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The Top 5 WWII Rifles

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The nations engaged in World War II all fielded one or more main infantry rifle, and in this episode of TFB TV, the guys take a look at five that they believe to be the best. They’re sticking to rifles that fire full-power cartridges, not assault rifles, machine or sub-machine guns.

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Alex starts by qualifying their criteria: the weapon must have been used to engage in the war, so firearms from Sweden or Switzerland don’t count. Reliability, innovation, legacy, total production and user-friendliness all come into account here.

First off is the French Mas 36. Alex says if he had to choose a bolt-action rifle to war, this would be it. French soldiers holding these weapons held the lines during the Blitzkrieg, and allowed over 300,000 soldiers from the British military and the extradition forces to escape to fight another day in the Battle of Dunkirk. Many French soldiers lost their lives, and Churchill spoke of these men, saying that for four critical days, these men contained no less than seven German divisions.

It’s short, light, handy as hell, accurate, rugged and simple. It’s easy to load with stripper clips, and follow-up shots are easy to line up. It’s also the easiest rifle to maintain on the list. The Mas takes number 5 on the list for its practicality and utilitarian nature.

Next is the Arisaka Type 99, which was tested by the US after the war. Those conducting the tests were astounded at how well the action worked. The carbon steel used to make the gun was incredibly strong and the receiver was elaborately heat-treated. These are modified Mauser action rifles. The ranks of the Imperial Japanese Army were largely filled with members of the peasantry, and higher officials often joked that soldiers cost only one yen, five ren, which was the cost of mailing a draft notice.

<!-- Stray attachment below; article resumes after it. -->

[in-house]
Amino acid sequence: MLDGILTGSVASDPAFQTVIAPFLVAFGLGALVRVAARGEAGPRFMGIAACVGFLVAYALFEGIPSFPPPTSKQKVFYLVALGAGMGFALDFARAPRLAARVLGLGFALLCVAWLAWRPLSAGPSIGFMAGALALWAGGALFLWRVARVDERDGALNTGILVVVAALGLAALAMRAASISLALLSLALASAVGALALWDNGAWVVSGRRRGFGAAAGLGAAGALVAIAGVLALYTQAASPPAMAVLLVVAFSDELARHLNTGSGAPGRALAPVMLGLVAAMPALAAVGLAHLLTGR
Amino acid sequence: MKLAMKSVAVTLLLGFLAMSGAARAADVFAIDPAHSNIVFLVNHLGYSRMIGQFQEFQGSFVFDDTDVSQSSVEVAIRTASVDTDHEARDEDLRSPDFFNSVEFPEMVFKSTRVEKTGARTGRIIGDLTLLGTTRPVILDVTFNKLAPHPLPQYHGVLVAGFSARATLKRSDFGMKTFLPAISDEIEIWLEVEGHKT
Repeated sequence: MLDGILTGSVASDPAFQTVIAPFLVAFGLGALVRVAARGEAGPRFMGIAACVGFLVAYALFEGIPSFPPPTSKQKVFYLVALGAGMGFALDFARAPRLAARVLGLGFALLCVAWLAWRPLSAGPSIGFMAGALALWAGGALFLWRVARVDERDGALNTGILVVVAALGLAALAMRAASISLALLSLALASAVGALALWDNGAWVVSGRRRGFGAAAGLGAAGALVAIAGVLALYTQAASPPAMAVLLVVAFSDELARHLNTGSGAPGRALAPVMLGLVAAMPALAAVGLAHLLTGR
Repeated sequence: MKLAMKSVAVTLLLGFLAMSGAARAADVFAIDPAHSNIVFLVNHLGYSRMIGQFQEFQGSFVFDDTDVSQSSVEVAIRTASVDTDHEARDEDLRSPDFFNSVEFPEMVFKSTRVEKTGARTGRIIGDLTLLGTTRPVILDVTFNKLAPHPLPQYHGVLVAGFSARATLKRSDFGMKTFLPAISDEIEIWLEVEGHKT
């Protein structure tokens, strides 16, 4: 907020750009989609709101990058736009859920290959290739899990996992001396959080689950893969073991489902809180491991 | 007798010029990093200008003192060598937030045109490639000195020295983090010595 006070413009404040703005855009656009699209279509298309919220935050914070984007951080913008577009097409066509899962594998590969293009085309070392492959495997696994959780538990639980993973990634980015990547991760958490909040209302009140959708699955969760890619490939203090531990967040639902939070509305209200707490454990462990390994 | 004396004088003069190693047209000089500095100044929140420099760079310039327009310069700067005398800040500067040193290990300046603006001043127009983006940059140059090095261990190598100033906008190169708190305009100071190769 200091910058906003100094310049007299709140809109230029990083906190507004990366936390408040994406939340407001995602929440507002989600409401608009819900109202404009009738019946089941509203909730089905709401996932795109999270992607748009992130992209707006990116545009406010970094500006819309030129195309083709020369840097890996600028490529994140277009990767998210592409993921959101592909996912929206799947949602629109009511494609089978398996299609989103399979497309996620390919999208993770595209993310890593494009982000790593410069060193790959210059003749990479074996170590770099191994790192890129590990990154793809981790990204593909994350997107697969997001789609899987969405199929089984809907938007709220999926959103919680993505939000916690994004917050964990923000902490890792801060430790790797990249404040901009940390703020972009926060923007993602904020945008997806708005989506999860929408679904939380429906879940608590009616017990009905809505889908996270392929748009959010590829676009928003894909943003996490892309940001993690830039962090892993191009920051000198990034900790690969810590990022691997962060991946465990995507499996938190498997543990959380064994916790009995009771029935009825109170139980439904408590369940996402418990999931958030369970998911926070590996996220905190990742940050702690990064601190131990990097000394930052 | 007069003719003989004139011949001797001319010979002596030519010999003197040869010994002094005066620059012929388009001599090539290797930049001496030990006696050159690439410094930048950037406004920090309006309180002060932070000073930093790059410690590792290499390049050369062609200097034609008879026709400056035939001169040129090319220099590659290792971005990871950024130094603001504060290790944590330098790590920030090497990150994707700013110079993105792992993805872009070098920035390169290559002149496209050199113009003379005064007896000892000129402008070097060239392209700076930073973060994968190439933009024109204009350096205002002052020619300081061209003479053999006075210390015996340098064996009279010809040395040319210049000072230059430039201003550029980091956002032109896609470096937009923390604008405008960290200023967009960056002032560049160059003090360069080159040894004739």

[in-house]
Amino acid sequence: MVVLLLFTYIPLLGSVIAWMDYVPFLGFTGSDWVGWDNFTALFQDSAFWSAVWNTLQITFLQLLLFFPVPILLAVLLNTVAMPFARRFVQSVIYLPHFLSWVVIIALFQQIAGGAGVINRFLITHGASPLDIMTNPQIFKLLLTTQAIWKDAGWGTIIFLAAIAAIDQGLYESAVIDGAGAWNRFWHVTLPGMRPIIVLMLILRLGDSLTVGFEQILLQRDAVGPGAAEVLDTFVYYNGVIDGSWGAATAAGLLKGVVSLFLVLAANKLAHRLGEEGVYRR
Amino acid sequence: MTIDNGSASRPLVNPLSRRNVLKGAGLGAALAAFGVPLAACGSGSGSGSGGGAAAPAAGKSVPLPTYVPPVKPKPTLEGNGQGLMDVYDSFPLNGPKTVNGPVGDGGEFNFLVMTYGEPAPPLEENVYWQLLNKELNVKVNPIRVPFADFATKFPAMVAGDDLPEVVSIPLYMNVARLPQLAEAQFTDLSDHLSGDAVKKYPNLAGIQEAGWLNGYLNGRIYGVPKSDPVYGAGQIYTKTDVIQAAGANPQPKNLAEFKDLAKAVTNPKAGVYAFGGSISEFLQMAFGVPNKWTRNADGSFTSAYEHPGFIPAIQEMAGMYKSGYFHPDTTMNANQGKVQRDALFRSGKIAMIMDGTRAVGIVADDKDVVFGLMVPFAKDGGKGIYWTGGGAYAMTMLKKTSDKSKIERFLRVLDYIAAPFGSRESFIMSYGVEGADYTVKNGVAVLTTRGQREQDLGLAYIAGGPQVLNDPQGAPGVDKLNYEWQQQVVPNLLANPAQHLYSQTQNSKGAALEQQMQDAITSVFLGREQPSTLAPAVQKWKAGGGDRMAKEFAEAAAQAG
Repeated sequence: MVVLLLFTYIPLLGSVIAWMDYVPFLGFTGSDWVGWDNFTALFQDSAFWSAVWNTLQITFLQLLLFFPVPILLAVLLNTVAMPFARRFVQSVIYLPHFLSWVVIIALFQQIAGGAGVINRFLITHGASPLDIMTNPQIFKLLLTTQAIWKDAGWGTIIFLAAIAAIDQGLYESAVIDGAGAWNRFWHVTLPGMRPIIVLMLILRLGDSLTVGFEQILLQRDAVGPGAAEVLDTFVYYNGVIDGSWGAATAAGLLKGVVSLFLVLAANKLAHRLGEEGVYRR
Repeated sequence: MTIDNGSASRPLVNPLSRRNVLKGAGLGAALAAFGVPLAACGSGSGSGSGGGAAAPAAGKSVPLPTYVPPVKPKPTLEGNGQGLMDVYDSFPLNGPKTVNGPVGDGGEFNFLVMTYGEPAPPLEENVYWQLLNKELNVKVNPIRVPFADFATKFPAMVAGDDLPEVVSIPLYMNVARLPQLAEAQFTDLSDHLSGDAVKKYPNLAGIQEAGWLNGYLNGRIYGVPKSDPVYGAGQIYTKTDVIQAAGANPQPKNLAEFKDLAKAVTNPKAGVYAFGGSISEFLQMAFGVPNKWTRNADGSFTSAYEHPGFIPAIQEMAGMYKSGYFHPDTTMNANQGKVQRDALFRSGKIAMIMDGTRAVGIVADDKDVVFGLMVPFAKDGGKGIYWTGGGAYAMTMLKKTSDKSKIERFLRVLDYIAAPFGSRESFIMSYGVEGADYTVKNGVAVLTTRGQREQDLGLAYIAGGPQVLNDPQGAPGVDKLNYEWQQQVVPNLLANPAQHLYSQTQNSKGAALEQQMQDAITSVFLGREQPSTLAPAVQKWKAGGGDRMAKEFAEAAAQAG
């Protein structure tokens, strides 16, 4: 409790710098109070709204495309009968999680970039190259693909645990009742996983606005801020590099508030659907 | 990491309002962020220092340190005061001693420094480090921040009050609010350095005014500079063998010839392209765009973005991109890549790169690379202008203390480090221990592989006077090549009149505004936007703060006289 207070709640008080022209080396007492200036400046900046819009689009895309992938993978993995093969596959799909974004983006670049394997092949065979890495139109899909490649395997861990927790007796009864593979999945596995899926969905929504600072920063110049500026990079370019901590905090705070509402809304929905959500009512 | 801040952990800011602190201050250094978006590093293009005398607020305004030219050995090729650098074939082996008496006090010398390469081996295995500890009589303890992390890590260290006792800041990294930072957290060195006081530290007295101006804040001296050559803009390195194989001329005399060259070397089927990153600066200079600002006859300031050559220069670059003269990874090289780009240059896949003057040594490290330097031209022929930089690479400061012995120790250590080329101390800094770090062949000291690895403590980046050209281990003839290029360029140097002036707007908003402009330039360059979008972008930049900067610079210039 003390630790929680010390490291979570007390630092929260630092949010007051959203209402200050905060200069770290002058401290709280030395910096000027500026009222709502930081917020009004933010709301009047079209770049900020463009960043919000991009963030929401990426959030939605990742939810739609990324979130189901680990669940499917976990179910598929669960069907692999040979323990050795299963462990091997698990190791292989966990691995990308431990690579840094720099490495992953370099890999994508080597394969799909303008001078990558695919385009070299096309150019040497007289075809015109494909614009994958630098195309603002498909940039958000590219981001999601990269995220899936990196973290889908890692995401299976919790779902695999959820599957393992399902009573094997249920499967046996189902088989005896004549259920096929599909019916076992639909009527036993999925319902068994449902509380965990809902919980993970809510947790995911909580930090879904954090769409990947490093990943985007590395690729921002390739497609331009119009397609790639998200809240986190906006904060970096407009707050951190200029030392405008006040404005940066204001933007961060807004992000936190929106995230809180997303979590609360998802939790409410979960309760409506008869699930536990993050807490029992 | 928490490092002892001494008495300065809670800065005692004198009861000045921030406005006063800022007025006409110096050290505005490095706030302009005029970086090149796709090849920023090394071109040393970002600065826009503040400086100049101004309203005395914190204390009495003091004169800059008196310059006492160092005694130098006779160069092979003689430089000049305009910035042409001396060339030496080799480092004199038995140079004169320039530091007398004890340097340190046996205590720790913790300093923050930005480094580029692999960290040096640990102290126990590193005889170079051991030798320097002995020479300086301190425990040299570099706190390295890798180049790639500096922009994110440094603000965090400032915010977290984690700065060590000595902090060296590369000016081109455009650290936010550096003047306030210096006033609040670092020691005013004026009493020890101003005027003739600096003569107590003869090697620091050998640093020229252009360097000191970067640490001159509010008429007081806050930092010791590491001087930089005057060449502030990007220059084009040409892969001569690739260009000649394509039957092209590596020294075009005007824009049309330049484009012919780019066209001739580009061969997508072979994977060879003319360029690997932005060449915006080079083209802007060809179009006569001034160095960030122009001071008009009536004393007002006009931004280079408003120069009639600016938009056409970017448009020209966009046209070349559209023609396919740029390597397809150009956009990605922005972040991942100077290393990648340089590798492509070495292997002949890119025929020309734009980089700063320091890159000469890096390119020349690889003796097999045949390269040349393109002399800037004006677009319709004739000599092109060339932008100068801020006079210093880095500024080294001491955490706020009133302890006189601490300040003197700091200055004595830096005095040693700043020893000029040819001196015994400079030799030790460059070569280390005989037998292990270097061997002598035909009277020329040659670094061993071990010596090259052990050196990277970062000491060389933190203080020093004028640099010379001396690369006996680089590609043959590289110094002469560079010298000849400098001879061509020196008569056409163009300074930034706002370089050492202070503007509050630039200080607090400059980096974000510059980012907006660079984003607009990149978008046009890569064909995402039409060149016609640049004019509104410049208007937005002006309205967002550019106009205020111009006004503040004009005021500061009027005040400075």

Starting in 1939, Imperial troops began using the Type 99, each of which was engraved with a chrysanthemum – the seal of the Japanese emperor. The Type 99 is strong, light, handy and the 7.7 Japanese cartridge is stout. The rear sight is of a unique ring design, and the monopod allows for stable shooting when prone. Perhaps the most interesting feature is its chrome-lined bore, which was the first infantry rifle to make use of it, providing troops with a corrosion-resistant weapon.

Third on the list is the Enfield No. 4, a crowd favorite. It was an improvement over the older SMLEs, and has a rear aperture sight, is lighter, has a stronger action, and is one of the smoothest rifles. The 10-round capacity gave it a slight edge over competitors that usually held five, but rimmed ammunition makes loading it tricky. The action on the No. 4 is a variation of the old Lee Metfords. The resourceful British continued to tinker with the action for decades, and made this a world-class combat rifle.

British soldiers armed with No. 4 rifles punched their way through the beaches of Normandy to the Rhine, and didn’t stop until the Union Jack flew over Berlin. Many deemed the No. 4 the pinnacle of what a bolt-action rifle could be.

There’s the Karabiner 98k, usually referred to as the K98k. This is a carbine version of the Mauser 98. This was the backbone of the Wehrmacht but the Kriegsmarine and the Luftwaffe used them as well. In total, nearly 15 million K98k rifles were made by seven factories. The Germans used these rifles to devastating effect. These guns were used to march through Warsaw, Amsterdam, Copenhagen, Brussels, Oslo and Paris. This is the quintessential bolt-action military rifle. Anyone with five minutes of instructions can learn to use them.

First on the list is the iconic M1 Garand, the harbinger of the semi-automatic rifle that became the symbol of a new generation of American fighting men. Officially adopted in 1936, over 6 million M1s were produced and used to great effect in Africa, Europe and Pacific. It’s highly accurate, and is still used in competitions today. It’s famous for the ping it makes after firing its last round.

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